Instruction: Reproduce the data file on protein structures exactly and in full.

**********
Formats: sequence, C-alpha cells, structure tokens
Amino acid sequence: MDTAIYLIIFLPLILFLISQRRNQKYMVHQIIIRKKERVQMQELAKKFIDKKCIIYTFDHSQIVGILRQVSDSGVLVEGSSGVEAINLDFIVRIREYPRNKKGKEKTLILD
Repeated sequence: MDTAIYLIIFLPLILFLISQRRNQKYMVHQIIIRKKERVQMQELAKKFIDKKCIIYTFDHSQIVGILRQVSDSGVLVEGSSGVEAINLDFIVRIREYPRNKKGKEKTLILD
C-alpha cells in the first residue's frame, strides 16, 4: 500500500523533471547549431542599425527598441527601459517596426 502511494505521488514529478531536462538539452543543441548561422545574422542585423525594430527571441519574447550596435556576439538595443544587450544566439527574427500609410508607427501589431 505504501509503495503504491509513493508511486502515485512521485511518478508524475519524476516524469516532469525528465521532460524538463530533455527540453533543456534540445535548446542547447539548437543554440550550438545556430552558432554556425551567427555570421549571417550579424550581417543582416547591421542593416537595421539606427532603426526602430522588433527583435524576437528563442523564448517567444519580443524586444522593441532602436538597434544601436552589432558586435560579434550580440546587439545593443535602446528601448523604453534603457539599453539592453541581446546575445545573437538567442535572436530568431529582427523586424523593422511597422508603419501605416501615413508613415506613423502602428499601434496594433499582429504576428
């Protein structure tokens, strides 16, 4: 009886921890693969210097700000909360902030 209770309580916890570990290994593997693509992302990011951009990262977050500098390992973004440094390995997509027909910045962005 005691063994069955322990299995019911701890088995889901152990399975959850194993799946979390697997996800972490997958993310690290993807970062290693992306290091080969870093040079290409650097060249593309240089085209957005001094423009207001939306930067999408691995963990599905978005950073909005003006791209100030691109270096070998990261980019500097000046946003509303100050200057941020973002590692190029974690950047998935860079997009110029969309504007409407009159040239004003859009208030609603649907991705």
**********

Formats: sequence, C-alpha cells, structure tokens
Amino acid sequence: MDTAIYLIIFLPLILFLISQRRNQKYMVHQIIIRKKERVQMQELAKKFIDKKCIIYTFDHSQIVGILRQVSDSGVLVEGSSGVEAINLDFIVRIREYPRNKKGKEKTLILD
Repeated sequence: MDTAIYLIIFLPLILFLISQRRNQKYMVHQIIIRKKERVQMQELAKKFIDKKCIIYTFDHSQIVGILRQVSDSGVLVEGSSGVEAINLDFIVRIREYPRNKKGKEKTLILD
C-alpha cells in the first residue's frame, strides 16, 4: 500500500523533471547549431542599425527598441527601459517596426 502511494505521488514529478531536462538539452543543441548561422545574422542585423525594430527571441519574447550596435556576439538595443544587450544566439527574427500609410508607427501589431 505504501509503495503504491509513493508511486502515485512521485511518478508524475519524476516524469516532469525528465521532460524538463530533455527540453533543456534540445535548446542547447539548437543554440550550438545556430552558432554556425551567427555570421549571417550579424550581417543582416547591421542593416537595421539606427532603426526602430522588433527583435524576437528563442523564448517567444519580443524586444522593441532602436538597434544601436552589432558586435560579434550580440546587439545593443535602446528601448523604453534603457539599453539592453541581446546575445545573437538567442535572436530568431529582427523586424523593422511597422508603419501605416501615413508613415506613423502602428499601434496594433499582429504576428
């Protein structure tokens, strides 16, 4: 009886921890693969210097700000909360902030 209770309580916890570990290994593997693509992302990011951009990262977050500098390992973004440094390995997509027909910045962005 005691063994069955322990299995019911701890088995889901152990399975959850194993799946979390697997996800972490997958993310690290993807970062290693992306290091080969870093040079290409650097060249593309240089085209957005001094423009207001939306930067999408691995963990599905978005950073909005003006791209100030691109270096070998990261980019500097000046946003509303100050200057941020973002590692190029974690950047998935860079997009110029969309504007409407009159040239004003859009208030609603649907991705």